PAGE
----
In more than two decades of crisis communications work, I have had the privilege to help clients and employers prepare for and respond to incidents such as data breaches, mass casualty events, active shooter scenarios, industrial accidents, natural disasters and even corporate misconduct.
No matter the situation, all good crisis management and communications are based on the same tried-and-true principles.
Through planning, preparation and practice, we predetermine the who, what, when and how of crisis response so that, when the time comes, energy can be focused on the crisis itself rather than on deciding how to approach it. The best crisis communication plans include crisis team roles and responsibilities, decision matrices, key audiences and messaging templates.
But do these well-tested crisis communication strategies and tactics work when the crisis is universal?
The COVID-19 pand emic is certainly a crisis, demonstrating that the importance of crisis communications has not waned. Unlike the crises we normally help clients face, however, this crisis is being experienced by every competitor, every business, and every brand along with every client, customer and stakeholder.
How do our long-held crisis communications tenets hold up?
Tenet 1: Stick to the guiding principle.
We recommend that all crisis response actions and communications stem from a brand’s answer to the question:
“What would reasonable people appropriately expect my brand to do (and say) in this situation?”
As the COVID-19 response became politicized, defining “reasonable people” and “appropriately expect” became a bit trickier. In our post-truth society, two normally reasonable people can come to radically different conclusions on a subject – and both feel fully justified and informed.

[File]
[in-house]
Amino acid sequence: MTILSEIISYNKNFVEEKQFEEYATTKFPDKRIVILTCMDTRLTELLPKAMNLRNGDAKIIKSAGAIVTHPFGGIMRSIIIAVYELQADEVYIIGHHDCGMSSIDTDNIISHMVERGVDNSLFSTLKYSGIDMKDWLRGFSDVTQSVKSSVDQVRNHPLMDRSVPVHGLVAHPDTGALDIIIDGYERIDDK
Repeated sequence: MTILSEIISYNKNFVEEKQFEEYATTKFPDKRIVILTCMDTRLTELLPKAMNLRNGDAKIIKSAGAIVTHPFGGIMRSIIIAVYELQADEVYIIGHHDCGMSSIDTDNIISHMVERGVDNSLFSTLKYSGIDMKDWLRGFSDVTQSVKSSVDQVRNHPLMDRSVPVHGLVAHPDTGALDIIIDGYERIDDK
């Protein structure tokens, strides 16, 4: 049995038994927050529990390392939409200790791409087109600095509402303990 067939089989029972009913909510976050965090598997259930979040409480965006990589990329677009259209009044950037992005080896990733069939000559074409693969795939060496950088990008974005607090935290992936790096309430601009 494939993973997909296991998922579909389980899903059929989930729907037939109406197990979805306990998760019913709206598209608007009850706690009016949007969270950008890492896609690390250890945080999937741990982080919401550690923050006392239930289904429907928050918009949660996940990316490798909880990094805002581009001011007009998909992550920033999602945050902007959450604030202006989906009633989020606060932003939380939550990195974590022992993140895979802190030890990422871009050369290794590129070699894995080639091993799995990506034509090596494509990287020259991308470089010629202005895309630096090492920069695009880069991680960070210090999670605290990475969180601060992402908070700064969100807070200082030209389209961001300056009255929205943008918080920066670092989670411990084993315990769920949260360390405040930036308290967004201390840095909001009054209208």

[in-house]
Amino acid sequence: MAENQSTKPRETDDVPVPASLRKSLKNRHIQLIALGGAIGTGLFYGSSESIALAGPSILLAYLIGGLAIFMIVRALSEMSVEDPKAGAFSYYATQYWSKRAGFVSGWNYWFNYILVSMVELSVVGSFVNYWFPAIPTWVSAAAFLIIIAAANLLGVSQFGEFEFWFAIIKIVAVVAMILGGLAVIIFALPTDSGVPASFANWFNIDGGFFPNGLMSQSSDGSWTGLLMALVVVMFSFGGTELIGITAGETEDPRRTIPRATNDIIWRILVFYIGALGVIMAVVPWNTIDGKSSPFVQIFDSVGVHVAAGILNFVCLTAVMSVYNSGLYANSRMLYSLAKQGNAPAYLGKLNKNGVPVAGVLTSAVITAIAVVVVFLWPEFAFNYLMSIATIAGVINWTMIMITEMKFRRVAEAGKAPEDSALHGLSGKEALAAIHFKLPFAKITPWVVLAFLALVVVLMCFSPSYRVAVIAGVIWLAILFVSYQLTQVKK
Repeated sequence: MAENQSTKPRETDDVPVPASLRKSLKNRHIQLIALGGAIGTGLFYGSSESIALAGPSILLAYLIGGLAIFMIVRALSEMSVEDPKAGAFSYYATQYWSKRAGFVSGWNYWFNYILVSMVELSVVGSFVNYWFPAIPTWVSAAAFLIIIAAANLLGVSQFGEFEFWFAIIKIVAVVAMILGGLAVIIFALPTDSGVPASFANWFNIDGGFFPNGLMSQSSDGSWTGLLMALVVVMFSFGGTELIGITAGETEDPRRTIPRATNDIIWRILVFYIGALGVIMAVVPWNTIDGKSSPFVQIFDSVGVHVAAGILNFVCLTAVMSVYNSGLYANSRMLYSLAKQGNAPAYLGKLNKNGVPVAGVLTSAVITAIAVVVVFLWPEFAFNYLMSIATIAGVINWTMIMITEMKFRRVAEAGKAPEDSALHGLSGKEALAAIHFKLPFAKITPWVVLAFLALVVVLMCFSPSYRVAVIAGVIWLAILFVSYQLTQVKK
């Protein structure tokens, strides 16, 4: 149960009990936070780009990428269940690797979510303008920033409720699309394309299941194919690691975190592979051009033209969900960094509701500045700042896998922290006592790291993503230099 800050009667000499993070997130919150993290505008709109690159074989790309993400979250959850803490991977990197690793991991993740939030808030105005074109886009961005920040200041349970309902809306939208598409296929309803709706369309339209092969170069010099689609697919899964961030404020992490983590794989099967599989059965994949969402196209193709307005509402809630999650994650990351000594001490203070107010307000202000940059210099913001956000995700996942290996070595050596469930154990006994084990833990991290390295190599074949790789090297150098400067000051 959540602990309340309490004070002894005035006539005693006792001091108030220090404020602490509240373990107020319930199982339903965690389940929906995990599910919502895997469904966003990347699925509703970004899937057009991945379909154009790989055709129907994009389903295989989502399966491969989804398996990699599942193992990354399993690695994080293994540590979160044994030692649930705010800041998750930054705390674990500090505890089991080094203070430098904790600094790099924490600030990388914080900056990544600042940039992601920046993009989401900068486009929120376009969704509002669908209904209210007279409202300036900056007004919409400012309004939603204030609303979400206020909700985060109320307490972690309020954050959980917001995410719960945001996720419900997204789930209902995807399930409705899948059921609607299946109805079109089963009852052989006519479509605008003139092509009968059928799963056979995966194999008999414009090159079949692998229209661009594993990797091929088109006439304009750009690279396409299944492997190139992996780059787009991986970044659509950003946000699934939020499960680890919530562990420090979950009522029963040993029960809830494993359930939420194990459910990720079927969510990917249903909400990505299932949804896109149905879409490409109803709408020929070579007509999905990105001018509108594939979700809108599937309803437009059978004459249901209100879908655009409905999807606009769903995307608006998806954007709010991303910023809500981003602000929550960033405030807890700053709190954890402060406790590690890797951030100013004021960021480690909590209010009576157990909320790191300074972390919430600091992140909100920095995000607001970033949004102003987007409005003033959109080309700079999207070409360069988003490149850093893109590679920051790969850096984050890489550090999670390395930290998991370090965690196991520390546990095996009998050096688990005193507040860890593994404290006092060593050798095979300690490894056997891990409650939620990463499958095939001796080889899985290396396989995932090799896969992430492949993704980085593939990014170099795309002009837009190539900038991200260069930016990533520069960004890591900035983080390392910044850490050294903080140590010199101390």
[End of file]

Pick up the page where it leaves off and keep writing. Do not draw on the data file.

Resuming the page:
Brands that have best weathered the pandemic have taken actions and based communications on the most reliable, universal sources, such as the CDC and local health departments, rather than news agency editorial sources or social media. They have found ways to continue to serve their customers and clients within the confines of COVID-19 restrictions and communicated those options broadly.
Tenet 1: Relevant
Tenet 2: Stay true to brand values.
Most businesses have invested years building their brands and living up to their brand promises, placing their brands in positions of trust among their consumers. Responses that don’t ring true to their brands can destroy that trust in an instant. Express empathy for how employees and customers are being affected and look for creative ways to demonstrate it.
As panic hit consumers early in the pandemic, Kroger – the largest supermarket retailer in the U.S. – wanted customers to know the goods they needed would continue to be available, and they asked customers to buy what was needed in reasonable quantities. Here was Kroger’s statement dissected into a crisis messaging template:
Framing Statement: We asked President Trump and Vice President Pence to let people know there’s plenty of food and plenty of things in the supply chain.
Support 1: As long as customers just buy what they need and don’t hoard, there will be no problems at all – there’s plenty of food in the supply chain.
Support 2: Some stores get a delivery truck once a day, while for some it is every other day. Some stores get multiple deliveries a day.
Support 3: Our warehouses are shipping extra toilet paper.
This response rings true to Kroger’s “Zero Hunger | Zero Waste” initiative and acknowledges the struggles of their customers.
Tenet 2: Relevant